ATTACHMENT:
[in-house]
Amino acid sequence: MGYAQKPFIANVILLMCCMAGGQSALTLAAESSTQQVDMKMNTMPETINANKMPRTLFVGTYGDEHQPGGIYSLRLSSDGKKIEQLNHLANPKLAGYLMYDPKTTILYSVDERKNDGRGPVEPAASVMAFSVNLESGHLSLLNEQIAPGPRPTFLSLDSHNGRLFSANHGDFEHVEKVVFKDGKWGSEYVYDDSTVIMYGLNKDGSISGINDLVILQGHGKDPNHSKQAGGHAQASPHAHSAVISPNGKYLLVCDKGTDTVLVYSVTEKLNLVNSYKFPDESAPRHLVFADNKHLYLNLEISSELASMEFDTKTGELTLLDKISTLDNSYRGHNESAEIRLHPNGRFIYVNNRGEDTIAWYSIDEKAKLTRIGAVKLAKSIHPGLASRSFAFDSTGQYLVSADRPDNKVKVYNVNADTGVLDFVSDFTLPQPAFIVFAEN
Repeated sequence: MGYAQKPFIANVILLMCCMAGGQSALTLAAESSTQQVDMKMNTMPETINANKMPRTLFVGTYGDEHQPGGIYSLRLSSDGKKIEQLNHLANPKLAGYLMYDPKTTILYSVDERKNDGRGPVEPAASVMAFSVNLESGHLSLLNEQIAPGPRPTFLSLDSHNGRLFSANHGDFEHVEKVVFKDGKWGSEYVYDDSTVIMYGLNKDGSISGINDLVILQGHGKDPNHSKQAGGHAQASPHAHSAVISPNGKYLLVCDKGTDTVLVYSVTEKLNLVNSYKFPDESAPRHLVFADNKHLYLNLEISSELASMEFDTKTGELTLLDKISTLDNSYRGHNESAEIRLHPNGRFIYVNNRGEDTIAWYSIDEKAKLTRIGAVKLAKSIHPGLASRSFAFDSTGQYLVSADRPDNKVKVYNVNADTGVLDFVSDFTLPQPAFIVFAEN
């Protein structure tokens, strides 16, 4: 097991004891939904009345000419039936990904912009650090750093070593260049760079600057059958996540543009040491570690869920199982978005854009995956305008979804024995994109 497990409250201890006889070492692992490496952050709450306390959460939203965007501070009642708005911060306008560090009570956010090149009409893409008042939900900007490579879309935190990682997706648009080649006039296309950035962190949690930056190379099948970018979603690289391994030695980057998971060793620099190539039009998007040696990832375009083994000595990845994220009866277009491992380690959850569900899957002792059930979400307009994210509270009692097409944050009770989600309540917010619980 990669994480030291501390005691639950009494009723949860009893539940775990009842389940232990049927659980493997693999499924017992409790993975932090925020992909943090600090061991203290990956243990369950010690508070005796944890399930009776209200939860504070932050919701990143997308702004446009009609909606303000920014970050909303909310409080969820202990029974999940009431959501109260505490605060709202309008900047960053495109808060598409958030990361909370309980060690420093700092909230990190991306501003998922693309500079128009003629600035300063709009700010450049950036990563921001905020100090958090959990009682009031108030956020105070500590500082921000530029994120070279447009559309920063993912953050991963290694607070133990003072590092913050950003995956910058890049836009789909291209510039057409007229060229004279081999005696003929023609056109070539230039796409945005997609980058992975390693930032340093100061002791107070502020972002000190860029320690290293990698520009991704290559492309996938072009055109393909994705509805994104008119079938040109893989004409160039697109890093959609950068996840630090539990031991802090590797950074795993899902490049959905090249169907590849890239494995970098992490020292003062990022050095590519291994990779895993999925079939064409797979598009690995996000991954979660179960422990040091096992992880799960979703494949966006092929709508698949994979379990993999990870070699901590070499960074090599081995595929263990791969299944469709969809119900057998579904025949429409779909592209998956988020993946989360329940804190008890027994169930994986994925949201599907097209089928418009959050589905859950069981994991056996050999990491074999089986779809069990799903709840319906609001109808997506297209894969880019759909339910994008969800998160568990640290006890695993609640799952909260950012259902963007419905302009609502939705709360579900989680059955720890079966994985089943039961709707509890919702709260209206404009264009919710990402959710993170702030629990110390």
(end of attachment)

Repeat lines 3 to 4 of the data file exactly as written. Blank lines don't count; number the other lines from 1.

Repeated sequence: MGYAQKPFIANVILLMCCMAGGQSALTLAAESSTQQVDMKMNTMPETINANKMPRTLFVGTYGDEHQPGGIYSLRLSSDGKKIEQLNHLANPKLAGYLMYDPKTTILYSVDERKNDGRGPVEPAASVMAFSVNLESGHLSLLNEQIAPGPRPTFLSLDSHNGRLFSANHGDFEHVEKVVFKDGKWGSEYVYDDSTVIMYGLNKDGSISGINDLVILQGHGKDPNHSKQAGGHAQASPHAHSAVISPNGKYLLVCDKGTDTVLVYSVTEKLNLVNSYKFPDESAPRHLVFADNKHLYLNLEISSELASMEFDTKTGELTLLDKISTLDNSYRGHNESAEIRLHPNGRFIYVNNRGEDTIAWYSIDEKAKLTRIGAVKLAKSIHPGLASRSFAFDSTGQYLVSADRPDNKVKVYNVNADTGVLDFVSDFTLPQPAFIVFAEN
């Protein structure tokens, strides 16, 4: 097991004891939904009345000419039936990904912009650090750093070593260049760079600057059958996540543009040491570690869920199982978005854009995956305008979804024995994109 497990409250201890006889070492692992490496952050709450306390959460939203965007501070009642708005911060306008560090009570956010090149009409893409008042939900900007490579879309935190990682997706648009080649006039296309950035962190949690930056190379099948970018979603690289391994030695980057998971060793620099190539039009998007040696990832375009083994000595990845994220009866277009491992380690959850569900899957002792059930979400307009994210509270009692097409944050009770989600309540917010619980 990669994480030291501390005691639950009494009723949860009893539940775990009842389940232990049927659980493997693999499924017992409790993975932090925020992909943090600090061991203290990956243990369950010690508070005796944890399930009776209200939860504070932050919701990143997308702004446009009609909606303000920014970050909303909310409080969820202990029974999940009431959501109260505490605060709202309008900047960053495109808060598409958030990361909370309980060690420093700092909230990190991306501003998922693309500079128009003629600035300063709009700010450049950036990563921001905020100090958090959990009682009031108030956020105070500590500082921000530029994120070279447009559309920063993912953050991963290694607070133990003072590092913050950003995956910058890049836009789909291209510039057409007229060229004279081999005696003929023609056109070539230039796409945005997609980058992975390693930032340093100061002791107070502020972002000190860029320690290293990698520009991704290559492309996938072009055109393909994705509805994104008119079938040109893989004409160039697109890093959609950068996840630090539990031991802090590797950074795993899902490049959905090249169907590849890239494995970098992490020292003062990022050095590519291994990779895993999925079939064409797979598009690995996000991954979660179960422990040091096992992880799960979703494949966006092929709508698949994979379990993999990870070699901590070499960074090599081995595929263990791969299944469709969809119900057998579904025949429409779909592209998956988020993946989360329940804190008890027994169930994986994925949201599907097209089928418009959050589905859950069981994991056996050999990491074999089986779809069990799903709840319906609001109808997506297209894969880019759909339910994008969800998160568990640290006890695993609640799952909260950012259902963007419905302009609502939705709360579900989680059955720890079966994985089943039961709707509890919702709260209206404009264009919710990402959710993170702030629990110390």